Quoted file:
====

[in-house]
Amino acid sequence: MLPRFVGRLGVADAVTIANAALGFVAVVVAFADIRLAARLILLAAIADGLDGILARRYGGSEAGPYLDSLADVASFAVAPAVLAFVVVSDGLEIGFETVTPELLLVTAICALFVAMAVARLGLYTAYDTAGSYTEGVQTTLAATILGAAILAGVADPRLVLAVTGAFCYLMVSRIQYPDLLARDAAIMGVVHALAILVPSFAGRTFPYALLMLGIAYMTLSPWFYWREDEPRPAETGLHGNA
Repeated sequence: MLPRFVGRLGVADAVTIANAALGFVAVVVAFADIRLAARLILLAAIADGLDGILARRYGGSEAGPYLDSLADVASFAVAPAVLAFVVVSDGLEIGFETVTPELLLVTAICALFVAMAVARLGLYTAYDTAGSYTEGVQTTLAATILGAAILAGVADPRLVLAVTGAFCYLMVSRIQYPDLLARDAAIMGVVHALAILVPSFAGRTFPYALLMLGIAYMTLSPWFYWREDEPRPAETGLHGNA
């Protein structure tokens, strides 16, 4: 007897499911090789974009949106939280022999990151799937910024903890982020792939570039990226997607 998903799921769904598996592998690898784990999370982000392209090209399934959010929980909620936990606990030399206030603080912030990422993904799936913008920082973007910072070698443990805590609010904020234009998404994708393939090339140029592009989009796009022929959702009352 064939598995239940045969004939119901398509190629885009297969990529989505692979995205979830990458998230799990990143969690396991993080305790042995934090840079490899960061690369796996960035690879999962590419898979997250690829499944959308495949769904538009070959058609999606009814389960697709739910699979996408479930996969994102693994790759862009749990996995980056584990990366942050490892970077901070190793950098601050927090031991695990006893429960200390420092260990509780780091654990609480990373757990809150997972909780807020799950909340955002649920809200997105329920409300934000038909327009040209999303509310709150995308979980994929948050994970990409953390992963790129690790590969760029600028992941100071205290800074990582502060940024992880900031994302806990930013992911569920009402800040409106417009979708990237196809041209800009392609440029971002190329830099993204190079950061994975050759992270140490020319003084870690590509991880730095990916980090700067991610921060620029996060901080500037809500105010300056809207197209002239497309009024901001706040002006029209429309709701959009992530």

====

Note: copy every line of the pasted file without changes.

[in-house]
Amino acid sequence: MLPRFVGRLGVADAVTIANAALGFVAVVVAFADIRLAARLILLAAIADGLDGILARRYGGSEAGPYLDSLADVASFAVAPAVLAFVVVSDGLEIGFETVTPELLLVTAICALFVAMAVARLGLYTAYDTAGSYTEGVQTTLAATILGAAILAGVADPRLVLAVTGAFCYLMVSRIQYPDLLARDAAIMGVVHALAILVPSFAGRTFPYALLMLGIAYMTLSPWFYWREDEPRPAETGLHGNA
Repeated sequence: MLPRFVGRLGVADAVTIANAALGFVAVVVAFADIRLAARLILLAAIADGLDGILARRYGGSEAGPYLDSLADVASFAVAPAVLAFVVVSDGLEIGFETVTPELLLVTAICALFVAMAVARLGLYTAYDTAGSYTEGVQTTLAATILGAAILAGVADPRLVLAVTGAFCYLMVSRIQYPDLLARDAAIMGVVHALAILVPSFAGRTFPYALLMLGIAYMTLSPWFYWREDEPRPAETGLHGNA
């Protein structure tokens, strides 16, 4: 007897499911090789974009949106939280022999990151799937910024903890982020792939570039990226997607 998903799921769904598996592998690898784990999370982000392209090209399934959010929980909620936990606990030399206030603080912030990422993904799936913008920082973007910072070698443990805590609010904020234009998404994708393939090339140029592009989009796009022929959702009352 064939598995239940045969004939119901398509190629885009297969990529989505692979995205979830990458998230799990990143969690396991993080305790042995934090840079490899960061690369796996960035690879999962590419898979997250690829499944959308495949769904538009070959058609999606009814389960697709739910699979996408479930996969994102693994790759862009749990996995980056584990990366942050490892970077901070190793950098601050927090031991695990006893429960200390420092260990509780780091654990609480990373757990809150997972909780807020799950909340955002649920809200997105329920409300934000038909327009040209999303509310709150995308979980994929948050994970990409953390992963790129690790590969760029600028992941100071205290800074990582502060940024992880900031994302806990930013992911569920009402800040409106417009979708990237196809041209800009392609440029971002190329830099993204190079950061994975050759992270140490020319003084870690590509991880730095990916980090700067991610921060620029996060901080500037809500105010300056809207197209002239497309009024901001706040002006029209429309709701959009992530």